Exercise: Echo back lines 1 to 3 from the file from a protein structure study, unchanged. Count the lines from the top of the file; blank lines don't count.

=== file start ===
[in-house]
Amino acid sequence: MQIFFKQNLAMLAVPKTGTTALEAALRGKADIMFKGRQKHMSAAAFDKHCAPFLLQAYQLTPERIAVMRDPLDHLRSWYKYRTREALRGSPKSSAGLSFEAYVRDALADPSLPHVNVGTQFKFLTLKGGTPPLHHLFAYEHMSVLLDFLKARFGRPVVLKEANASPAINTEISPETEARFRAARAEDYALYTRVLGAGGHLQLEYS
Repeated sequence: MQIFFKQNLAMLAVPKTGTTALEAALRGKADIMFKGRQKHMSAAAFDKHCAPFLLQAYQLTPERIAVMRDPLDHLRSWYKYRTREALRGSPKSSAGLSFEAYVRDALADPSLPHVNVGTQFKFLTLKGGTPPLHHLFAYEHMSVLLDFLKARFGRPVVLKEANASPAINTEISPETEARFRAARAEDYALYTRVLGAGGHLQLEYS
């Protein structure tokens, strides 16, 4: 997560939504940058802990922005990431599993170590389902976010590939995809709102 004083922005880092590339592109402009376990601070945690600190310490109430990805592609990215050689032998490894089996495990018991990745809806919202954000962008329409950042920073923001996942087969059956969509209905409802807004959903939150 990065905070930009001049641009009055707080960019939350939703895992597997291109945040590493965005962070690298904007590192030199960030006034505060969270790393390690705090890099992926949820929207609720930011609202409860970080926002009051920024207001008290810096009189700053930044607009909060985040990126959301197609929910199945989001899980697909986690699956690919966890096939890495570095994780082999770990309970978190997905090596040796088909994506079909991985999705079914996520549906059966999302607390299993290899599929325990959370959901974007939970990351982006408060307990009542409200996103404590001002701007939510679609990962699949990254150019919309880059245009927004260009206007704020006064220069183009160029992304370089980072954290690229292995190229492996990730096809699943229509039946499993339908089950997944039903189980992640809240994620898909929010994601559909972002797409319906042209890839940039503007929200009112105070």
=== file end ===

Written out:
[in-house]
Amino acid sequence: MQIFFKQNLAMLAVPKTGTTALEAALRGKADIMFKGRQKHMSAAAFDKHCAPFLLQAYQLTPERIAVMRDPLDHLRSWYKYRTREALRGSPKSSAGLSFEAYVRDALADPSLPHVNVGTQFKFLTLKGGTPPLHHLFAYEHMSVLLDFLKARFGRPVVLKEANASPAINTEISPETEARFRAARAEDYALYTRVLGAGGHLQLEYS
Repeated sequence: MQIFFKQNLAMLAVPKTGTTALEAALRGKADIMFKGRQKHMSAAAFDKHCAPFLLQAYQLTPERIAVMRDPLDHLRSWYKYRTREALRGSPKSSAGLSFEAYVRDALADPSLPHVNVGTQFKFLTLKGGTPPLHHLFAYEHMSVLLDFLKARFGRPVVLKEANASPAINTEISPETEARFRAARAEDYALYTRVLGAGGHLQLEYS